Has Pravin Gordhan not become complicit in state capture itself?

Open-Ed

  • I felt let down by the members of SCOPA yesterday, specifically in the quality of questions posed to Public Enterprises Minister, Pravin Gordhan. 
  • Gordhan appeared before Parliament’s Standing Committee on Public Accounts (SCOPA), to answer questions following former Eskom GCE André de Ruyter’s allegations of corruption involving organised criminal cartels and the involvement of high ranking government officials at South Africa’s state owned energy utiltiy.
  • I was even more let down by Gordhan himself who, in my opinion, failed to account for himself and uphold the best interests of the nation. 

Background

In a broad-sweeping interview with journalist Annika Larsen on eTV in February, De Ruyter revealed that the country’s ruling party, the ANC, was involved in corruption and political interference at Eskom. In the interview De Ruyter explained that the ANC was more interested in short-term political gains than long-term sustainability for the country. “They want what will win them the next election – not what will keep the country going for the next two decades,” said De Ruyter.

De Ruyter also said that the criminal activity in Mpumalanga was organised and run by four cartels. He said that two senior government officials were involved and that he did communicate this to Pravin Gordhan.

De Ruyter resigned as Eskom GCE in early December 2022 giving four months’ notice, after the country’s energy minister accused Eskom (him) of agitating to overthrow the state. De Ruyter also suffered an attempt on his life after drinking coffee laced with cyanide at his Eskom office. Read more 

After giving the TV interview, the Eskom Board dismissed De Ruyter with immediate effect. De Ruyter has since released a book entitled Truth to Power where he candidly reflects on his three years at the power utility and reiterates what he communicated to Gordhan.

Takeaway

There were two takeaways for me at yesterday’s SCOPA meeting. Pravin Gordhan said that ‘he never set eyes on a privately funded intelligence report into corruption at Eskom’ and ‘he has done nothing wrong.’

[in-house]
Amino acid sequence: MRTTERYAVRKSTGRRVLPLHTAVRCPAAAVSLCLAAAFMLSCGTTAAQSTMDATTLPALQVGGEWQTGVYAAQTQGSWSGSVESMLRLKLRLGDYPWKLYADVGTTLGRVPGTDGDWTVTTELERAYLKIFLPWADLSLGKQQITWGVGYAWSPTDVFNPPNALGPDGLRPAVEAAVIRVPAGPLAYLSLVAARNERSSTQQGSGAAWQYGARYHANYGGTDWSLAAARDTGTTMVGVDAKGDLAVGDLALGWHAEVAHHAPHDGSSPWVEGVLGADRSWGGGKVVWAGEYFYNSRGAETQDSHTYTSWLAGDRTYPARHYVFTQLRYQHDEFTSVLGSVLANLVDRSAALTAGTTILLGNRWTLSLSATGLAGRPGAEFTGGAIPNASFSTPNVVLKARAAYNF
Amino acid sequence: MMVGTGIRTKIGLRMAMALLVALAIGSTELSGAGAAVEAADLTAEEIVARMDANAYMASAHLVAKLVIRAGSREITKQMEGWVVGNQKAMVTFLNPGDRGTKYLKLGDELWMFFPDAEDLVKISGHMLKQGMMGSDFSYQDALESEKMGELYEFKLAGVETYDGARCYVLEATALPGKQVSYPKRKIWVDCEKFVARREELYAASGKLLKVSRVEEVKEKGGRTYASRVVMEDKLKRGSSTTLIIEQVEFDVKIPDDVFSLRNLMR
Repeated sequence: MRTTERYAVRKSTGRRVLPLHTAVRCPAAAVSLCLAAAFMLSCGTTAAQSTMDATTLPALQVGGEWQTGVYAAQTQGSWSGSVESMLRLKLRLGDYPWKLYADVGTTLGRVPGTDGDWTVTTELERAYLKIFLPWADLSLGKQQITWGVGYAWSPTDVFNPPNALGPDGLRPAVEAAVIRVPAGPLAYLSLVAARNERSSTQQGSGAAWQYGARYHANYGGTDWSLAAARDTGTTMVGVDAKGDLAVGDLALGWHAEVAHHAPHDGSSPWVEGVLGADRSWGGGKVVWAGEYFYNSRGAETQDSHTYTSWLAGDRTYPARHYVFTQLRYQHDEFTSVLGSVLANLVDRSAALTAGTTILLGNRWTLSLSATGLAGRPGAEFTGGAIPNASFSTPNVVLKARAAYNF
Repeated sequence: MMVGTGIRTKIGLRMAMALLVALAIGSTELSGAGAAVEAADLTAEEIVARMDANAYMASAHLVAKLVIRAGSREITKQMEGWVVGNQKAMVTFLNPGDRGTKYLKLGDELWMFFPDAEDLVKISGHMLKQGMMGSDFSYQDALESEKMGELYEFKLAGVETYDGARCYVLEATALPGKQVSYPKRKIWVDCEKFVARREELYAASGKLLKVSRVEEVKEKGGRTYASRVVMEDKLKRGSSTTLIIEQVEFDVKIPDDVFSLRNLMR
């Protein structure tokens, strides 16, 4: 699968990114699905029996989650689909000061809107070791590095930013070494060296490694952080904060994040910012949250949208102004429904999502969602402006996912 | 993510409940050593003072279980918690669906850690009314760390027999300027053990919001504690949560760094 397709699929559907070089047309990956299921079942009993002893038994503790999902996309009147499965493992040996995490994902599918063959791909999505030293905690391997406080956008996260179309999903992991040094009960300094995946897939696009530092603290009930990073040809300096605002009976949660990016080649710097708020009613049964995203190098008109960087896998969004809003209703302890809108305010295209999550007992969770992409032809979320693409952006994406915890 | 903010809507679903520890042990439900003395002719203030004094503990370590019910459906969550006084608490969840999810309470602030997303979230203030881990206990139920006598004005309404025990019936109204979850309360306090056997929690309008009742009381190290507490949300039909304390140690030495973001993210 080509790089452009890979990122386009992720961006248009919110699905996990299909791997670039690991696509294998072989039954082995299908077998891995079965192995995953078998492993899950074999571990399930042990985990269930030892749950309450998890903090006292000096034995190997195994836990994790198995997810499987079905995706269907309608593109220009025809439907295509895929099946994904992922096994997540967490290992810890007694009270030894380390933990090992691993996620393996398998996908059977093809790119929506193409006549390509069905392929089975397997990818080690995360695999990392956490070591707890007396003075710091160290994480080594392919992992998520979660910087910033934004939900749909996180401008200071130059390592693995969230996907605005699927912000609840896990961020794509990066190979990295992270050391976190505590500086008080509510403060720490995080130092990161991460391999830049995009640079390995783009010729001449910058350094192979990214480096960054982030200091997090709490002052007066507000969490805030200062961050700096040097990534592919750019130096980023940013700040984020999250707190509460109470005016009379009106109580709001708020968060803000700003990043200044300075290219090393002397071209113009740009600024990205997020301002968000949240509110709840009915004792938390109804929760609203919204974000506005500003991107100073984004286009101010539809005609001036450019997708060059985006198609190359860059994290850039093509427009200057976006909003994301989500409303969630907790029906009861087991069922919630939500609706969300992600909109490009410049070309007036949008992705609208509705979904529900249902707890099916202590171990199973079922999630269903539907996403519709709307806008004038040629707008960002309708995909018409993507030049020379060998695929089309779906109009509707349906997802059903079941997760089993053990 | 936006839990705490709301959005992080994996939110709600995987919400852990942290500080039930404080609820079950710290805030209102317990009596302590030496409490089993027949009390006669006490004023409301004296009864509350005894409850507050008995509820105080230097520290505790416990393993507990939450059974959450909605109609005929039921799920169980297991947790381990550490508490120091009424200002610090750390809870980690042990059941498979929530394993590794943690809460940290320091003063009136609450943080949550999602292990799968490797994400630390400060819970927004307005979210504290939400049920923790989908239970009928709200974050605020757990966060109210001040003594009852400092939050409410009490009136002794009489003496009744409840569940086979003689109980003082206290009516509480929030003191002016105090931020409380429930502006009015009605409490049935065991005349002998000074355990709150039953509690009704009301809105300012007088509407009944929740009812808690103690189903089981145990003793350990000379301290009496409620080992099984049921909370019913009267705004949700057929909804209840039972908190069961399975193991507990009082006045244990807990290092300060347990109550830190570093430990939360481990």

Related news: Gordhan appeals ruling excempting school, hospitals and police stations from load-shedding

Gordhan is considered a national hero and champion in the fight against corruption. He played a massive part in bringing about the Judicial Commission of Inquiry into State Capture which uncovered widescale corruption and looting at Eskom.

The question

Against this background and considering that tax payers money is nearing R500 billion in Eskom bailouts, and the people of South Africa experience blackouts daily for up to ten hours or more,  I put forward this question:

If you are in charge of Eskom, as the Public Enterprises Minister with direct oversight on the entire organisation, and the GCE you appointed, out of sheer frustration with all the law enforcement services (police, hawks, SPU and NPA), who failed to act on his/Eskom’s reports and evidence of massive and widespread corruption, fraud, looting, theft and sabotage at Eskom, comes to you and says ‘there are criminal cartels, involving high ranking government officials that are involved in the criminal activity at Eskom.’ Do your simply ignore your GCE and do nothing or do you act to put an end to the criminal activity?  

We all know what Gordhan did. He did nothing and by doing nothing, has he not become complicit in state capture himself?

What is your view?

 Author: Bryan Groenendaal

Disclaimer: The articles and videos expressed in this publication are those of the authors. They do not purport to reflect the opinions or views of Green Building Africa, our staff or our advertisers. The designations employed in this publication and the presentation of material therein do not imply the expression of any opinion whatsoever on the part Green Building Africa concerning the legal status of any country, area or territory or of its authorities.

Leave A Reply

About Author

Green Building Africa promotes the need for net carbon zero buildings and cities in Africa. We are fiercely independent and encourage outlying thinkers to contribute to the #netcarbonzero movement. Climate change is upon us and now is the time to react in a more diverse and broader approach to sustainability in the built environment. We challenge architects, property developers, urban planners, renewable energy professionals and green building specialists. We also challenge the funding houses and regulators and the role they play in facilitating investment into green projects. Lastly, we explore and investigate new technology and real-time data to speed up the journey in realising a net carbon zero environment for our children.

Copyright Green Building Africa 2024.